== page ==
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Game room enforcement back on in Harris County

Better choose your eight liner provider carefully.

After clearing a few legal hurdles, Harris County’s new game room regulations – on which the city of Houston is piggybacking – are set to take effect Friday.

Late Tuesday after a hearing, a federal judge denied a request from a game room owner and operator for a temporary restraining order that would have blocked the new rules from being implemented. The accompanying lawsuit against Harris County – the second filed since Commissioners Court approved the regulations in December – still is active, with another hearing set for next month.

Under the regulations, game rooms with six or more video poker or “eight liner” machines will be required to obtain permits, pay a $1,000 annual fee, shut down between 10 p.m. and 8 a.m., and leave windows unobstructed. The shops also will be required to identify themselves with signs reading “Game Room” and would be barred from requiring a membership for entry, a practice officials say keeps police out.

The new rules were originally set to take effect in March, but the Harris County Sheriff’s Office decided to delay implementation until May 30 to allow more time for game rooms to comply.

See here, here, here, and here for the background. According to Hair Balls, a motion for preliminary injunction is set for June 23, but enforcement is now happening. So be careful where you gamble, you never know when the heat may be on.

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4 Comments

  1. Bill Daniels says:

    So, Kuff, what’s your position on all of this? The whole prohibition on most forms of gambling in Texas (notable exception: the STATE run lottery) would seem to be a Republican “legislate morality” idea, i.e., gambling is immoral, except when run by the state.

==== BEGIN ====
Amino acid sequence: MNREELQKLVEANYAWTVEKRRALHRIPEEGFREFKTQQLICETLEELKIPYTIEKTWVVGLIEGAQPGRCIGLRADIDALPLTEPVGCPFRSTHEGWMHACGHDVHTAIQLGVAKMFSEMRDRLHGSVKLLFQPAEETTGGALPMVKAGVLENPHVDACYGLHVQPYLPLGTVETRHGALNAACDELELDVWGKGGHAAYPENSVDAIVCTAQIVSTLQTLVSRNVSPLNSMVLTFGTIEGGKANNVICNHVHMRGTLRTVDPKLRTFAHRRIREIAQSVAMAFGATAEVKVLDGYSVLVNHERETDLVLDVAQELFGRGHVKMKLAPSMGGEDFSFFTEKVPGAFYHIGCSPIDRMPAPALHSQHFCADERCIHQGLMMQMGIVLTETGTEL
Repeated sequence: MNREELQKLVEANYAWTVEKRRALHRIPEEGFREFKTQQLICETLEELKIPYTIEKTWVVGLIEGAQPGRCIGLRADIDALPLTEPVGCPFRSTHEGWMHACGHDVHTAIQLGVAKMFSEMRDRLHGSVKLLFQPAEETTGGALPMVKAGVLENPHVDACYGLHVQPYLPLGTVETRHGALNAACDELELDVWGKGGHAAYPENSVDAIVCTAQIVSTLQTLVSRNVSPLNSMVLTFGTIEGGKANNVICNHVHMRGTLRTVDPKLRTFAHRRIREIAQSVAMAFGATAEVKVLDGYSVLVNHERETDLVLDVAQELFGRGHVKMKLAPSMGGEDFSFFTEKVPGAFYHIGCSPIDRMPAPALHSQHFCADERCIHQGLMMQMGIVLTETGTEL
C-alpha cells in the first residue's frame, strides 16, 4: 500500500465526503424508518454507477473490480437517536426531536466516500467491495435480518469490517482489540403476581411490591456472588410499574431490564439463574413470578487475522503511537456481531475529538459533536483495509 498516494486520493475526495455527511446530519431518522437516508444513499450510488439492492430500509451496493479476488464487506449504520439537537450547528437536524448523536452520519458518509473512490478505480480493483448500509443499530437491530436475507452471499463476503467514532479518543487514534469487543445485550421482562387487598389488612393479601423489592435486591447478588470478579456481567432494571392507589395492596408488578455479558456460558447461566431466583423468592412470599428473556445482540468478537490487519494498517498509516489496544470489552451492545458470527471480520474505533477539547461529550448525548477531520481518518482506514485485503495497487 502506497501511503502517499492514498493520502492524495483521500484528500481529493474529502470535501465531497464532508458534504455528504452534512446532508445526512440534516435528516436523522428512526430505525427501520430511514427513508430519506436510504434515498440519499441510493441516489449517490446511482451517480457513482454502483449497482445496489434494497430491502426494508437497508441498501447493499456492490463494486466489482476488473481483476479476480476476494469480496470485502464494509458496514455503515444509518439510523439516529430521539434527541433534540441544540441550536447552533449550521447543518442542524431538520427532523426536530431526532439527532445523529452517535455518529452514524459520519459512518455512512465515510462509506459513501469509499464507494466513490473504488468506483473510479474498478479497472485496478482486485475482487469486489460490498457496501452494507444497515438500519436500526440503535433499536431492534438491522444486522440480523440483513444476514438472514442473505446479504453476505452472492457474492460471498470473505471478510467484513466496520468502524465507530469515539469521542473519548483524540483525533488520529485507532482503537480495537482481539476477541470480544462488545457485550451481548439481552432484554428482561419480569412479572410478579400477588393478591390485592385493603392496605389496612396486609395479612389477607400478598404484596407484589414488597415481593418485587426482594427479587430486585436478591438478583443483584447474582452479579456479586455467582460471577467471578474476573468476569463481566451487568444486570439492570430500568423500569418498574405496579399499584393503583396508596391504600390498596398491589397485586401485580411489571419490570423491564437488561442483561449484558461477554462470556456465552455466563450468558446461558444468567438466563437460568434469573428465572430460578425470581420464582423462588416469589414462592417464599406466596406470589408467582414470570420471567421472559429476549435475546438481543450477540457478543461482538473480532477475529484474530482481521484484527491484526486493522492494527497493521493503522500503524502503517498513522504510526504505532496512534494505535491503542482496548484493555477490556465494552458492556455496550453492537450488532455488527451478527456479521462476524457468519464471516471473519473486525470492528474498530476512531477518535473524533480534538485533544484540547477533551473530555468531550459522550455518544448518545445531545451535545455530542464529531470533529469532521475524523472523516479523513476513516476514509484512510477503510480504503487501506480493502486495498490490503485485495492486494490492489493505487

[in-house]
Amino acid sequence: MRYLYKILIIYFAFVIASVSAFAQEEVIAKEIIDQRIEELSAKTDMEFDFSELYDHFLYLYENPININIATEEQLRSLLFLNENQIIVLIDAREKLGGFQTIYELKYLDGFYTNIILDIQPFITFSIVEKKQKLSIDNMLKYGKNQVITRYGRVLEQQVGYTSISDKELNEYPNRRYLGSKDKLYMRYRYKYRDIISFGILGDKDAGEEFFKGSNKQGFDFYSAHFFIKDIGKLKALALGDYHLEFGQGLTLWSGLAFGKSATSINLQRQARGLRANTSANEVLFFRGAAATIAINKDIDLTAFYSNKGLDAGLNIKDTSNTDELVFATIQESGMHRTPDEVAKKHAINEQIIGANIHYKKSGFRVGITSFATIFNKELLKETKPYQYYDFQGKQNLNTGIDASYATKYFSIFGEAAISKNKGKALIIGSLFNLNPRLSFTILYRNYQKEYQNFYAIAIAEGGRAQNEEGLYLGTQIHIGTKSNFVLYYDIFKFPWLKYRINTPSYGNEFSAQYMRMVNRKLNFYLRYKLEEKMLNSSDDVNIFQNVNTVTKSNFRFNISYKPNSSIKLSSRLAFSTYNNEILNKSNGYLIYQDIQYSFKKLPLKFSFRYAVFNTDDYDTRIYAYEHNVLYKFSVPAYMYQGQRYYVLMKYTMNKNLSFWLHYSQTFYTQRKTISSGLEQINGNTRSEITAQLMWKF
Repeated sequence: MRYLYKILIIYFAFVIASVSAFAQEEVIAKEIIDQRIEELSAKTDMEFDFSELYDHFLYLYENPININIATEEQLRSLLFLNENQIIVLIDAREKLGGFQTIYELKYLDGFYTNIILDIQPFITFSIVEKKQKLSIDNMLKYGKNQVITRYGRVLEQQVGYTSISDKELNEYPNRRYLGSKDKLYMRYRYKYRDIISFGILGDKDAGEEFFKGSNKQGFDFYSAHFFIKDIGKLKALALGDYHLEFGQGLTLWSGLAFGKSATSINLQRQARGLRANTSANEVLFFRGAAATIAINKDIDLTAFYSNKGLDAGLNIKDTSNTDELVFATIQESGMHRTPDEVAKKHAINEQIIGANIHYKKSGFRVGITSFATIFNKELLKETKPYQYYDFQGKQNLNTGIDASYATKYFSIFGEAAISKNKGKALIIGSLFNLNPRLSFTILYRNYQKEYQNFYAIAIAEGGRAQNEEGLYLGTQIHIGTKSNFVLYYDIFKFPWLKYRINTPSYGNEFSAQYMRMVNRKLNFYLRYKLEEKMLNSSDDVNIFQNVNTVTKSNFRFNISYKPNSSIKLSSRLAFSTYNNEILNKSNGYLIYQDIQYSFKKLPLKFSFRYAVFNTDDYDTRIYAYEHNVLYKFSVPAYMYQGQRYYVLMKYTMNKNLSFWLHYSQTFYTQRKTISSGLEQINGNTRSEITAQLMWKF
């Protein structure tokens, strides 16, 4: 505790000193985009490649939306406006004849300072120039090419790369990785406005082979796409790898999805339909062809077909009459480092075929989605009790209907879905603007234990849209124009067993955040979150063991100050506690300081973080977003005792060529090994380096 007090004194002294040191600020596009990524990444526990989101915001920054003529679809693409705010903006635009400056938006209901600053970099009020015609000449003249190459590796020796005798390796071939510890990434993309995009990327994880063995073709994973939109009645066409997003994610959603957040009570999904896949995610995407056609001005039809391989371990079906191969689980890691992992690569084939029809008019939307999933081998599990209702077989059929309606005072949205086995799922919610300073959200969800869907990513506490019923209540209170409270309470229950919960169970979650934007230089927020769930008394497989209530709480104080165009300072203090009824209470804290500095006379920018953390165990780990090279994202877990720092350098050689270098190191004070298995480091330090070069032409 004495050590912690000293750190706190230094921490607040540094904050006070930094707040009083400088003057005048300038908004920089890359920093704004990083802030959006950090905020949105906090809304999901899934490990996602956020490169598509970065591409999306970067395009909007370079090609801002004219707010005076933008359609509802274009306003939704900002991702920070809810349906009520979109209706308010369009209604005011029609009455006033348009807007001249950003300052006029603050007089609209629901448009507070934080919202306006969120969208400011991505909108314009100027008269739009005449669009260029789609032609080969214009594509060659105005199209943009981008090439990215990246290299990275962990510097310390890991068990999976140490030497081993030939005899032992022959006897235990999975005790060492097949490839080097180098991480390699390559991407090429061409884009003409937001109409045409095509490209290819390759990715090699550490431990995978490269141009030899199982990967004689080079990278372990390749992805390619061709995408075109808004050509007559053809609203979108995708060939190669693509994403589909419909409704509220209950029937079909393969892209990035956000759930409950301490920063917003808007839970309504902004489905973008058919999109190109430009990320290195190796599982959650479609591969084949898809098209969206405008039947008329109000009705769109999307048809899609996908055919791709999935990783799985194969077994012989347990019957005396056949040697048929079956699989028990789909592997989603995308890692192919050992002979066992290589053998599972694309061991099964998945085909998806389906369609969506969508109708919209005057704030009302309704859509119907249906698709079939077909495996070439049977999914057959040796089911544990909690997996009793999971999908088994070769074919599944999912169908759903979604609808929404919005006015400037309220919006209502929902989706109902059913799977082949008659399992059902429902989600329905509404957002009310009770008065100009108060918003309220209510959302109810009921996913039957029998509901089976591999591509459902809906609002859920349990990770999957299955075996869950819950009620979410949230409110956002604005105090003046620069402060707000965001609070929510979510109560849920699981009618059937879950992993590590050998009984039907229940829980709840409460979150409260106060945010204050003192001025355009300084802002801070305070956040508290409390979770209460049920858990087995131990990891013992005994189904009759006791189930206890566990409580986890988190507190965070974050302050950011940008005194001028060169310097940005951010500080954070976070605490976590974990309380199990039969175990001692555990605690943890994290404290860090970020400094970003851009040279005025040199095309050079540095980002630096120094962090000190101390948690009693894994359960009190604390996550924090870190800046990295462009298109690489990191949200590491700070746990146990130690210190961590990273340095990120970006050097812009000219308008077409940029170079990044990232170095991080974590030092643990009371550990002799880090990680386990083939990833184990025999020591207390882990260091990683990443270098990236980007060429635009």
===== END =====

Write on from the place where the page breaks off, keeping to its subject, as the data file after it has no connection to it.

These game rooms are private businesses that, despite the police harassment, seem to have a very willing clientele. Maybe government should stop dictating to private business what they can and cannot do. People want to gamble……let them. Maybe that would prevent the hemorrhaging of Texas dollars to LA and OK.

    Thoughts?

  2. I’m ambivalent, just as I’m ambivalent about expanded gambling. I don’t believe it’s an economic windfall, and even if it does bring in money for the state it imposes significant social costs. That said, I don’t see a good rationale for banning it, in the same way that the “war on drugs” has been a bad idea – the demand for it is too great, so all you do is drive it underground, which has its own set of social costs. Allowing it, with tight regulation and enough taxation to mitigate the social costs, seems like the most reasonable solution to me.

  3. mike anderson says:

    i think the sheriffs dept. needs to focus more on the true criminals most game rooms have little or no crime it depends on their location i`ve worked in a game room now for probably 4 or 5 years weve had no trouble at all. but now the new rules say you can`t lock your door so that means yes there is going to be alot more trouble so my question is is the sheriffs dept. and harris county going to be liable for all future deaths/roberies

  4. matx says:

    Why were game rooms allowed to lock their doors before this ordinance? Because they were considered private clubs? Liability for deaths/robberies are on the persons committing the crime–not law enforcement.

    I personally think gambling is a net negative for communities (even the state run lotteries), so if game rooms are operating on the up and up, then they can withstand the scrutiny.

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